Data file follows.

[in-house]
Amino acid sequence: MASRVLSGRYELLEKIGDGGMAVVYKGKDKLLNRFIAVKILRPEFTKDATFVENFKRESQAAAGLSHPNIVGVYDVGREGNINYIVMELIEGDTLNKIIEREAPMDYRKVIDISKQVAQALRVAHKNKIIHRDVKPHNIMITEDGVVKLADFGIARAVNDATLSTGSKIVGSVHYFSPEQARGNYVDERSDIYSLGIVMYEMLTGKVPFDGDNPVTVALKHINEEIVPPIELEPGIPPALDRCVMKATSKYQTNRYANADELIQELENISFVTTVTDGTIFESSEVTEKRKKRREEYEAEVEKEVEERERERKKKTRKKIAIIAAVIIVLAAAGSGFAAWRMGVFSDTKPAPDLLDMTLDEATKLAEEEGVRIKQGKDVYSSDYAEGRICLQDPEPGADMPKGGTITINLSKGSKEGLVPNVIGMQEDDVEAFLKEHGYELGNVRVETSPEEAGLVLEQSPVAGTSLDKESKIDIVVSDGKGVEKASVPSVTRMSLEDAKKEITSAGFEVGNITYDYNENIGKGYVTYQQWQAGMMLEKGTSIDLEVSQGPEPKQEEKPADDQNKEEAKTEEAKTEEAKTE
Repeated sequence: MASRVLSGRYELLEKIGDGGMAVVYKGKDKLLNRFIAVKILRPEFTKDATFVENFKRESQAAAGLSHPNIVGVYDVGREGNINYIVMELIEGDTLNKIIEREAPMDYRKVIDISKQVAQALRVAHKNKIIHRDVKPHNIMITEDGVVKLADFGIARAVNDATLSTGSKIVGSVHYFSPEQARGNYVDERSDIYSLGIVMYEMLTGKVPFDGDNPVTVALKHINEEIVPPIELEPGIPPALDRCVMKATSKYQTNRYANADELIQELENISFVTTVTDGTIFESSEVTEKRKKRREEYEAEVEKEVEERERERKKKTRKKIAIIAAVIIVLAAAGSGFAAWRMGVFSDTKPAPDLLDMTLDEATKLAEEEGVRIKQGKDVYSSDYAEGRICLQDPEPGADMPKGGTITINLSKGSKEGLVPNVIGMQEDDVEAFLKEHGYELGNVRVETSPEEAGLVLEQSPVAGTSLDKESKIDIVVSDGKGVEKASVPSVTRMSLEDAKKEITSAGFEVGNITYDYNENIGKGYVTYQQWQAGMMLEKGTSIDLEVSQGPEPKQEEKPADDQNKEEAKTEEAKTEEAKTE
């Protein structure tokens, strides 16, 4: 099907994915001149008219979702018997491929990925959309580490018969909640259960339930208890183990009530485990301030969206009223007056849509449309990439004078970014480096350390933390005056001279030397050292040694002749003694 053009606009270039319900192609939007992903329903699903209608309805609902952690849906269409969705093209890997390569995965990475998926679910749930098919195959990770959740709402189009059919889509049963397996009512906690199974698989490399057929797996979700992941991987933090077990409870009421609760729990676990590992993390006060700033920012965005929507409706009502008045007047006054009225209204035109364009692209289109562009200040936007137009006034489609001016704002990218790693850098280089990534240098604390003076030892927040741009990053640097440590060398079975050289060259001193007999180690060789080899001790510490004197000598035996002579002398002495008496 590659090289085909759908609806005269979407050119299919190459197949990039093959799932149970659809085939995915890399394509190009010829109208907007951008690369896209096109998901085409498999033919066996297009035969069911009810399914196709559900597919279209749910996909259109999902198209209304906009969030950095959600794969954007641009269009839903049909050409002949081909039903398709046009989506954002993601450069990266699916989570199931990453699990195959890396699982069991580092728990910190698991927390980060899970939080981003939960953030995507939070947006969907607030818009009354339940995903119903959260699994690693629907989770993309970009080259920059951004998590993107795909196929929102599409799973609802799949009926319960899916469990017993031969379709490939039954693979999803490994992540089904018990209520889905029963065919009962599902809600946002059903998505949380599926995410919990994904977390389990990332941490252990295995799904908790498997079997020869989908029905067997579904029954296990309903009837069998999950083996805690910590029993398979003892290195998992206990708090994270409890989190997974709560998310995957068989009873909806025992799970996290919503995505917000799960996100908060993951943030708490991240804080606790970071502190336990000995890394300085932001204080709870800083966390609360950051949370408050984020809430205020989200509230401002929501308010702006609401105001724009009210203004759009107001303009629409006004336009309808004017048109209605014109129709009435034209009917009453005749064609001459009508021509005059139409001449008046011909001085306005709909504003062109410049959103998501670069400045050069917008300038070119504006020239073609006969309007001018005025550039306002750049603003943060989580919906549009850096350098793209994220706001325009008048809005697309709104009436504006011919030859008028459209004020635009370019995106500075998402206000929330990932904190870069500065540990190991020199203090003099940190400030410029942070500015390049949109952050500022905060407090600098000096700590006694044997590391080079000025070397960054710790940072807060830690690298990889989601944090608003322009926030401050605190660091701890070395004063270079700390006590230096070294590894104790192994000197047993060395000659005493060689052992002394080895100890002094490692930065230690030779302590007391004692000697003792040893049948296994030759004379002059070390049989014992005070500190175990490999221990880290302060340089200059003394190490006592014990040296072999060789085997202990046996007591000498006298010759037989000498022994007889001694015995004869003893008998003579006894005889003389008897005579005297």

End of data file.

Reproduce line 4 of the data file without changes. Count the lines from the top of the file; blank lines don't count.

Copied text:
């Protein structure tokens, strides 16, 4: 099907994915001149008219979702018997491929990925959309580490018969909640259960339930208890183990009530485990301030969206009223007056849509449309990439004078970014480096350390933390005056001279030397050292040694002749003694 053009606009270039319900192609939007992903329903699903209608309805609902952690849906269409969705093209890997390569995965990475998926679910749930098919195959990770959740709402189009059919889509049963397996009512906690199974698989490399057929797996979700992941991987933090077990409870009421609760729990676990590992993390006060700033920012965005929507409706009502008045007047006054009225209204035109364009692209289109562009200040936007137009006034489609001016704002990218790693850098280089990534240098604390003076030892927040741009990053640097440590060398079975050289060259001193007999180690060789080899001790510490004197000598035996002579002398002495008496 590659090289085909759908609806005269979407050119299919190459197949990039093959799932149970659809085939995915890399394509190009010829109208907007951008690369896209096109998901085409498999033919066996297009035969069911009810399914196709559900597919279209749910996909259109999902198209209304906009969030950095959600794969954007641009269009839903049909050409002949081909039903398709046009989506954002993601450069990266699916989570199931990453699990195959890396699982069991580092728990910190698991927390980060899970939080981003939960953030995507939070947006969907607030818009009354339940995903119903959260699994690693629907989770993309970009080259920059951004998590993107795909196929929102599409799973609802799949009926319960899916469990017993031969379709490939039954693979999803490994992540089904018990209520889905029963065919009962599902809600946002059903998505949380599926995410919990994904977390389990990332941490252990295995799904908790498997079997020869989908029905067997579904029954296990309903009837069998999950083996805690910590029993398979003892290195998992206990708090994270409890989190997974709560998310995957068989009873909806025992799970996290919503995505917000799960996100908060993951943030708490991240804080606790970071502190336990000995890394300085932001204080709870800083966390609360950051949370408050984020809430205020989200509230401002929501308010702006609401105001724009009210203004759009107001303009629409006004336009309808004017048109209605014109129709009435034209009917009453005749064609001459009508021509005059139409001449008046011909001085306005709909504003062109410049959103998501670069400045050069917008300038070119504006020239073609006969309007001018005025550039306002750049603003943060989580919906549009850096350098793209994220706001325009008048809005697309709104009436504006011919030859008028459209004020635009370019995106500075998402206000929330990932904190870069500065540990190991020199203090003099940190400030410029942070500015390049949109952050500022905060407090600098000096700590006694044997590391080079000025070397960054710790940072807060830690690298990889989601944090608003322009926030401050605190660091701890070395004063270079700390006590230096070294590894104790192994000197047993060395000659005493060689052992002394080895100890002094490692930065230690030779302590007391004692000697003792040893049948296994030759004379002059070390049989014992005070500190175990490999221990880290302060340089200059003394190490006592014990040296072999060789085997202990046996007591000498006298010759037989000498022994007889001694015995004869003893008998003579006894005889003389008897005579005297």